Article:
No single Web technology has survived longer on life support than the intranet - the broader goal of employee intercommunication and content management, to which enterprises still aspire. Despite an over-abundance of very capable tools over the years, including content management systems and collaboration platforms such as Microsoft SharePoint, the element that companies have lacked to date has been inspiration. It's as if a construction firm had dumped all the best building materials into one big pit: With that much treasure in one place, how come no one builds houses with it?
This year's version of the spark for inspiration comes from social media, and the realization that while a low percentage of employees uses the company intranet, a higher percentage uses Facebook. Coinciding with this week's Gartner Symposium/ITExpo in Orlando, Florida, where "the social organization" is a principal topic, CMS market share leader OpenText's latest Social Communities 8.1 upgrade adds a curious new feature that's sure to get businesses talking: social data mining.
In fairness, and certainly out of necessity, OpenText has been turning the corporate CMS inside-out, tending to more of the customer-facing needs of its customers. It's difficult to have a social organization without customers to be social with.
But the nucleus of the OpenText system is the same one used to foster employee relationships with each other. As an online brochure published this morning reads, one of the company's goals for Social Communities is "Building a more Social Intranet: Encouraging employees, customers, and partners to collaborate on a platform that enables two-way communication can help increase bottom-up conversations so all users can discuss their ideas in social forums and communities."
An OpenText executive brief on the 2010 version of Social Communities (PDF available here) points to the product's basic purpose in fostering enhanced employee intercommunication and collaboration. But in promoting enhanced support for customer-facing social services as well, the document also made this prophetic statement: "The ability to monitor, react, and respond to what is happening on the Web is a requirement in today's social business environment. An increasing number of businesses are looking for ways to interact with their customers, using conversations to garner feedback and to improve insight into customer preferences and needs. By making the Web more engaging, organizations can foster community, encourage collaboration, increase customer loyalty, and drive increased revenue."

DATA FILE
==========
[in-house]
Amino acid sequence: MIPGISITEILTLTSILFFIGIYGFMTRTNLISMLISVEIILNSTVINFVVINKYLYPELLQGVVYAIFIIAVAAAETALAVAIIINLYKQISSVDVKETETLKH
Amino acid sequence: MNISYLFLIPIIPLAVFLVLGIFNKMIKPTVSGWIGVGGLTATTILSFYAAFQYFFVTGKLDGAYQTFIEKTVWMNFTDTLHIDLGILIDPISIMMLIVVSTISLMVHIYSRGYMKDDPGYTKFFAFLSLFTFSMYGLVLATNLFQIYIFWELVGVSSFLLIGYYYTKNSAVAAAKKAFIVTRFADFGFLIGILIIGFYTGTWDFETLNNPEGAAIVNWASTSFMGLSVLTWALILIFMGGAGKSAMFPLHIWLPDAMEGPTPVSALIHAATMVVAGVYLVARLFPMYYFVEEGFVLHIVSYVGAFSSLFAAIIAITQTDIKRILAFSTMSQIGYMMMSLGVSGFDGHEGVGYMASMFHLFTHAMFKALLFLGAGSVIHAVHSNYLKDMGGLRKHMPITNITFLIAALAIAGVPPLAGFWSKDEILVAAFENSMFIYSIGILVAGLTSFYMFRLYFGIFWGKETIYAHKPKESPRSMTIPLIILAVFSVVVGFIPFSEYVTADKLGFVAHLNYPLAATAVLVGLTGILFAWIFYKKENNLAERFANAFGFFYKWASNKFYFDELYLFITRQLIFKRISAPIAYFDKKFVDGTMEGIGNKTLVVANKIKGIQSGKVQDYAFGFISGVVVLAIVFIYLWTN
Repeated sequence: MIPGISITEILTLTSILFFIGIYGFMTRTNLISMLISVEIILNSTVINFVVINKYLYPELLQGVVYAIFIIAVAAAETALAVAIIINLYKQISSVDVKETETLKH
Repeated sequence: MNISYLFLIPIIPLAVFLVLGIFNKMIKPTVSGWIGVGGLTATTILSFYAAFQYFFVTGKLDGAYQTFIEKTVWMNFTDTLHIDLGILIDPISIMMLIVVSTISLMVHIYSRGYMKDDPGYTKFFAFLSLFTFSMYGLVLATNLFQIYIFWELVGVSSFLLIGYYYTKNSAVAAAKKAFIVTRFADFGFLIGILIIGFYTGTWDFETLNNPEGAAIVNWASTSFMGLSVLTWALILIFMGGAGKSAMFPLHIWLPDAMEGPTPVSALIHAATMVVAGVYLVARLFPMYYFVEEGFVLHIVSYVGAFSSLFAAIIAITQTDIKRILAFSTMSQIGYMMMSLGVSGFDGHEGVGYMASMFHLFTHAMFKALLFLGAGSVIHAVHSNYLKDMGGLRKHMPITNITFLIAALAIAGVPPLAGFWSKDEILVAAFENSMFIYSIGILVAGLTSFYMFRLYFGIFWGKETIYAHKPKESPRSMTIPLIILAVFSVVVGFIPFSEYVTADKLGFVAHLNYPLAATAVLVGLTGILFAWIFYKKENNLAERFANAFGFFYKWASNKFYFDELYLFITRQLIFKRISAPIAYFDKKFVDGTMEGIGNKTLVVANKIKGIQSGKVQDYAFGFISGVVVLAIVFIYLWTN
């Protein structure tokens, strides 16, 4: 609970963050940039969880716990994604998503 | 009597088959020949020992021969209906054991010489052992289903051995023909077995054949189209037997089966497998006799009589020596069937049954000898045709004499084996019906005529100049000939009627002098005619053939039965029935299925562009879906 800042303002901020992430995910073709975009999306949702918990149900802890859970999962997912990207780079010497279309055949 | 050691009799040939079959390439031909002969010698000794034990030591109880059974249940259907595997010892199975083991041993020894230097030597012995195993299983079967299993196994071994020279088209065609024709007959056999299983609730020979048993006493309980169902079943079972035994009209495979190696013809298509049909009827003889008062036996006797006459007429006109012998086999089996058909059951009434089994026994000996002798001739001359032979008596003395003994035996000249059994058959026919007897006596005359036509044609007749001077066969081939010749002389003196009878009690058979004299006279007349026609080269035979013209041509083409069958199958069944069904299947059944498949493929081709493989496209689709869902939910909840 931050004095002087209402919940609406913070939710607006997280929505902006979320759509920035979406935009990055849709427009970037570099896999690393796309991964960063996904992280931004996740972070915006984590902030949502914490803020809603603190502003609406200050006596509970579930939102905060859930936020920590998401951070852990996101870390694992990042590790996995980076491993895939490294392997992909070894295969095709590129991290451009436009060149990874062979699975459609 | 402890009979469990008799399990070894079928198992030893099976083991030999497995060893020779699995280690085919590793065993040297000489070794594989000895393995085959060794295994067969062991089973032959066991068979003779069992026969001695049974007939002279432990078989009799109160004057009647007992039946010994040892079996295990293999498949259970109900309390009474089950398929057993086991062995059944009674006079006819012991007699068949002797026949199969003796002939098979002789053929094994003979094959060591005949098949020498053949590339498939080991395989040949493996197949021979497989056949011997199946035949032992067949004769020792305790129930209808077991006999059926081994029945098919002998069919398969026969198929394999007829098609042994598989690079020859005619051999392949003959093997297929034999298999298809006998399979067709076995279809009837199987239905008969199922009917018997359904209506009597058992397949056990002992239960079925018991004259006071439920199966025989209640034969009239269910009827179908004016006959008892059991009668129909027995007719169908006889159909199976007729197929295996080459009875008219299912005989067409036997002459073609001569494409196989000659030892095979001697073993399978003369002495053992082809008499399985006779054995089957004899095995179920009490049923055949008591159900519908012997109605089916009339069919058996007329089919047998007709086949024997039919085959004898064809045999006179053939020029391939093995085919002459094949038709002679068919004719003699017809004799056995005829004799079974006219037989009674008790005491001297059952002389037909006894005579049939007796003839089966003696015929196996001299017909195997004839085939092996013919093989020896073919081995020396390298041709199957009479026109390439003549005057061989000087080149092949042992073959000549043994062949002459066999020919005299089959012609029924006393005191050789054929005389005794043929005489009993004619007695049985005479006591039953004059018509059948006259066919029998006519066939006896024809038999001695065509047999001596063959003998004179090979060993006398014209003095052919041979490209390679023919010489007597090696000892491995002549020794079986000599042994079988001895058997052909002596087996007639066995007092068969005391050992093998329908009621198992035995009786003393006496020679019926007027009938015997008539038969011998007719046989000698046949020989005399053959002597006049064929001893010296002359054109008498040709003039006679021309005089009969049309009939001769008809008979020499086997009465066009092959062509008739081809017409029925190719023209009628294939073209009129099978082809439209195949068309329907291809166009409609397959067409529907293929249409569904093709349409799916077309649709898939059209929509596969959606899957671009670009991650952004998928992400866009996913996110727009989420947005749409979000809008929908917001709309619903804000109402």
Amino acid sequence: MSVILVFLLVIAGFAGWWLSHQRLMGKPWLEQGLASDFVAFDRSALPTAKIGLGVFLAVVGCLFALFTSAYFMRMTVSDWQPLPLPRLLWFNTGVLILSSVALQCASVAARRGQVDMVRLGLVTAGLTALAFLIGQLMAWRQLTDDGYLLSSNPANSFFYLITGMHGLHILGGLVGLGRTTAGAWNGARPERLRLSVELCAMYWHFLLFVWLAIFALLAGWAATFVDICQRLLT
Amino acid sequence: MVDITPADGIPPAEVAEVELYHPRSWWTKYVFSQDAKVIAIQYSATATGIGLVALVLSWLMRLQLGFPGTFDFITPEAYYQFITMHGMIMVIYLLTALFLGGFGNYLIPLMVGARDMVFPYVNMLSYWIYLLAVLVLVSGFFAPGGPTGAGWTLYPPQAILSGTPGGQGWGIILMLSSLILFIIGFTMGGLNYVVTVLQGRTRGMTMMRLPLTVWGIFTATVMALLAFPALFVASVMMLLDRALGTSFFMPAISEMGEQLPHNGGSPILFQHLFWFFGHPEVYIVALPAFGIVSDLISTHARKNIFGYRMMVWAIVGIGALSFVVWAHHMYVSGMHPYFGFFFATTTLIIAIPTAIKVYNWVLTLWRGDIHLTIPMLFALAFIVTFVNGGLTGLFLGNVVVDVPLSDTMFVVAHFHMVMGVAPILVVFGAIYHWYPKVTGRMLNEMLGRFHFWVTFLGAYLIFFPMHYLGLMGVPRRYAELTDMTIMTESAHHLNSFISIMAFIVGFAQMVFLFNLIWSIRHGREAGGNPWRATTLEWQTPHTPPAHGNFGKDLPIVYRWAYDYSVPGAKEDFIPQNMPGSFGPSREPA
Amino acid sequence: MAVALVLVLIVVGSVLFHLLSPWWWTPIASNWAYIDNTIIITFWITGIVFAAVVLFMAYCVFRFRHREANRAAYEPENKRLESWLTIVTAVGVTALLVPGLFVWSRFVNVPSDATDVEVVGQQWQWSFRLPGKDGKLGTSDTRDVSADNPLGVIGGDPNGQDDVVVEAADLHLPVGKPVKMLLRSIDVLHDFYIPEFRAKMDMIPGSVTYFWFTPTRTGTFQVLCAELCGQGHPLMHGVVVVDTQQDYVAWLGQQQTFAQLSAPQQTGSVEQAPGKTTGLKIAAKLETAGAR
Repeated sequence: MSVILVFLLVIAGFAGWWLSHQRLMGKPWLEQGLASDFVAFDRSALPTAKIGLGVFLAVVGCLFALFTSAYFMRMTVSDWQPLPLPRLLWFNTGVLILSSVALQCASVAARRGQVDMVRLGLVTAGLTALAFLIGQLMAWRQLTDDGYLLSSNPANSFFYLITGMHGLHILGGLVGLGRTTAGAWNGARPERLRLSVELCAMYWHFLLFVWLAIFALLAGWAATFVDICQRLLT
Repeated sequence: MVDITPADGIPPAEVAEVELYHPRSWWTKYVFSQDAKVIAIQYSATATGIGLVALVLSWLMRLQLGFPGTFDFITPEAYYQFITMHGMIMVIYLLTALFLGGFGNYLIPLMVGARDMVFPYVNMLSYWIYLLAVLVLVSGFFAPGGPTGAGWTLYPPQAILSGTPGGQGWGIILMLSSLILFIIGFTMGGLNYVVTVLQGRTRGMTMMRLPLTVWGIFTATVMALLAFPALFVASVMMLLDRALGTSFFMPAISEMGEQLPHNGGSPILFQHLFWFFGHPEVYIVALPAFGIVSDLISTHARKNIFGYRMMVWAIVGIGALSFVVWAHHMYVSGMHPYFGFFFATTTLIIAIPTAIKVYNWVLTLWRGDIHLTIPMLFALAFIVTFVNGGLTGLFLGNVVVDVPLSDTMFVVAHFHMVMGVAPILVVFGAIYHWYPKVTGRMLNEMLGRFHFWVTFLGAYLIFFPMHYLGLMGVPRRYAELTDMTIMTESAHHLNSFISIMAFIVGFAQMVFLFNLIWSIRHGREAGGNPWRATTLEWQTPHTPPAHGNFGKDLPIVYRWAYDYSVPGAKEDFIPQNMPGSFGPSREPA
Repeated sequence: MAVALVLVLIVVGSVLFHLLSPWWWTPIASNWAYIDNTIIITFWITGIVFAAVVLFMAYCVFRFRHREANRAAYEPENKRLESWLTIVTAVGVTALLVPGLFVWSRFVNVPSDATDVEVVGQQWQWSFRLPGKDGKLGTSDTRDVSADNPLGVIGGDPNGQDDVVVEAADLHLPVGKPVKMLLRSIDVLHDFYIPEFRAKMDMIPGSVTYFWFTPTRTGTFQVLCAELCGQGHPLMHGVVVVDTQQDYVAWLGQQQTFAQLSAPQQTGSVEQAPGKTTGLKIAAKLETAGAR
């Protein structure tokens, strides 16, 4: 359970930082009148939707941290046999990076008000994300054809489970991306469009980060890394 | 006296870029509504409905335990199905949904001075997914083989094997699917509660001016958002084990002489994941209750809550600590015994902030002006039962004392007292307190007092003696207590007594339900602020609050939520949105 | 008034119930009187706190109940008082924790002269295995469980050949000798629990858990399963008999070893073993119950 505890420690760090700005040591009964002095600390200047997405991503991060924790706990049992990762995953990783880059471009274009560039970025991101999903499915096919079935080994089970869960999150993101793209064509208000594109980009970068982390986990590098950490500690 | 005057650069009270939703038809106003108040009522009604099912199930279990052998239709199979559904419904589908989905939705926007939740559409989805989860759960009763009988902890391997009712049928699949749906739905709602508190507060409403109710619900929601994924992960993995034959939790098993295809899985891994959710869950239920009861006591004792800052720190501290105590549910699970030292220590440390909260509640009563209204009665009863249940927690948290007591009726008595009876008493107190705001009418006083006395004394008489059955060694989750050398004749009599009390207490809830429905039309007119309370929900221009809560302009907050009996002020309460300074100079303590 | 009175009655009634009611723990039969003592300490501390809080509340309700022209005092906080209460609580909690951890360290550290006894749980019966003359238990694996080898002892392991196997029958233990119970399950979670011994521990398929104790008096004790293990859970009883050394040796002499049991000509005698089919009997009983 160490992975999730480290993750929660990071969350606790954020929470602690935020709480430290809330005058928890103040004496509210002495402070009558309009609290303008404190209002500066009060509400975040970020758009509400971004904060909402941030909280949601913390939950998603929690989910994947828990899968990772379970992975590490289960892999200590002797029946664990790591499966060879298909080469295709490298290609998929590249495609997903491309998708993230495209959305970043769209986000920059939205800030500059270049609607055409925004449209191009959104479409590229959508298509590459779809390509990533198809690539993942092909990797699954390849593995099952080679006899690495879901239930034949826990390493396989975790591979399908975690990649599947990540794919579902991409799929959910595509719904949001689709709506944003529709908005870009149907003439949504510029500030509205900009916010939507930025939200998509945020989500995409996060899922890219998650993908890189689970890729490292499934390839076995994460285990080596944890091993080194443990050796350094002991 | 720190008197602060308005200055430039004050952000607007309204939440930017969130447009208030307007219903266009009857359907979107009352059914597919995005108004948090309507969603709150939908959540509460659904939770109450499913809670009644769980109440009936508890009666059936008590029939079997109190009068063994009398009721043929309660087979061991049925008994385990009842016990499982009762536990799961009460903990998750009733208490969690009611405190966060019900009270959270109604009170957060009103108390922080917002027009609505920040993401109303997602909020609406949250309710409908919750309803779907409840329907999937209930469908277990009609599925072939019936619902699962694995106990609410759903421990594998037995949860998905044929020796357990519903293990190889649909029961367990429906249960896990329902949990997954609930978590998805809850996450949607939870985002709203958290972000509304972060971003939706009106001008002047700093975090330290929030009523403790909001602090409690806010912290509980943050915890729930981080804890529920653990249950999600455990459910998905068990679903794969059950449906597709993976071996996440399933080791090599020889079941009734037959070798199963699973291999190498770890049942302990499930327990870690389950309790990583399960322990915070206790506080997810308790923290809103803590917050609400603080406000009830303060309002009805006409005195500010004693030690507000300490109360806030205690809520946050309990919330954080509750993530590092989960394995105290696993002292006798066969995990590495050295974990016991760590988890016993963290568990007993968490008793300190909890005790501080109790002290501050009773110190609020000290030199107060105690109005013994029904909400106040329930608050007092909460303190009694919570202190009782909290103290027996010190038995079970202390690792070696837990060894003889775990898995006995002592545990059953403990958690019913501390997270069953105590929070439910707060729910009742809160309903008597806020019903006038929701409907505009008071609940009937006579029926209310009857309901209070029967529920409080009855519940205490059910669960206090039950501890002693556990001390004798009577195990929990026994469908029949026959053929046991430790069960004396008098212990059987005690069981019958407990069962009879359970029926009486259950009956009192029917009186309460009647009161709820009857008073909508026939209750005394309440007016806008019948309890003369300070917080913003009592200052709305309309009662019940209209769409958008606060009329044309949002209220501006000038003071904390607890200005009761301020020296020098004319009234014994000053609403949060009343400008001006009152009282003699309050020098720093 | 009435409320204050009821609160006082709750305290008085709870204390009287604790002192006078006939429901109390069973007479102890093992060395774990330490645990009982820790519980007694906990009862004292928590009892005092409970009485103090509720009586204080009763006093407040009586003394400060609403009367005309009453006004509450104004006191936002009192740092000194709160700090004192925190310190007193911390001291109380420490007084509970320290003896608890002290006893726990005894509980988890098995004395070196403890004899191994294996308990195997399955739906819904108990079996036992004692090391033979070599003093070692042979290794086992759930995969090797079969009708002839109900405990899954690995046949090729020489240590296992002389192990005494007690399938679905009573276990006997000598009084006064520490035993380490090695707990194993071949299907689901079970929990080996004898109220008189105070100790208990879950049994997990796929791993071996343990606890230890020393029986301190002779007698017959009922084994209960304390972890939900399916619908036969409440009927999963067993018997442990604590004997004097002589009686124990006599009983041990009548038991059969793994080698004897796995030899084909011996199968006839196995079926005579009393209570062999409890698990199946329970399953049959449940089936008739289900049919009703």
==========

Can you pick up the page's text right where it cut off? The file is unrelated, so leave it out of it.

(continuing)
That's the use case which this latest version addresses directly. An OpenText company statement this morning for Social Communities 8.1 reads, "By analyzing real-time visitor and social interaction information, organizations can optimize online initiatives and identify actionable trends within their visitor base, and capture user events that are specific to business goals."
OpenText points to recent Gartner data forecasting that 15% of businesses will deploy some sort of "horizontal social technology layer" by 2016. To help the business world meet those numbers, this week Gartner is promoting a new book authored by two of its executives, Anthony Bradley and Mark McDonald, entitled The Social Organization: How to Use Social Media to Tap the Collective Genius of Your Customers and Employees. An excerpt from Chapter 1 of that book, which Gartner is previewing this week (PDF available here), identifies exactly the customer base that OpenText has in mind:
A social organization is one that strategically applies mass collaboration to address significant business challenges and opportunities. Its leaders recognize that becoming a social enterprise is not about incremental improvement. They know it demands a new way of thinking, and so they're moving beyond tactical, one-time grass-roots efforts and pushing for greater business impact through a thoughtful, planned approach to applying social media. As a result, a social organization is able to be more agile, produce better outcomes, and even develop entirely new ways of operating that are only achievable through mobilizing the collective talent, energy, ideas, and efforts of communities.
If only for lack of inspiration. In a brilliant December 2009 assessment of the failure of intranets to achieve their intended purpose, CMS consultant Janus Boye pointed to five principal, recurring causes: 1) lack of support from management; 2) lousy usability models which make CMS systems less preferable than Facebook itself; 3) lack of any collaboration among the collaborators to begin with; 4) no one in absolute control of the operation; 5) vendors that tend to confuse one type of product with one another. It was like an assessment of why there are no cars traveling between points on a map, and receiving the ingenious answer, "There's no motor, no wheels, no roads, no drivers, and no manufacturers."
Well, here at last comes one approach that aims to connect the dots. OpenText describes its new analytics tools as giving businesses insights into how its products and services are being discussed, how often, and by whom. We can presume this means both inside and outside the organization, since after all, it's the same platform.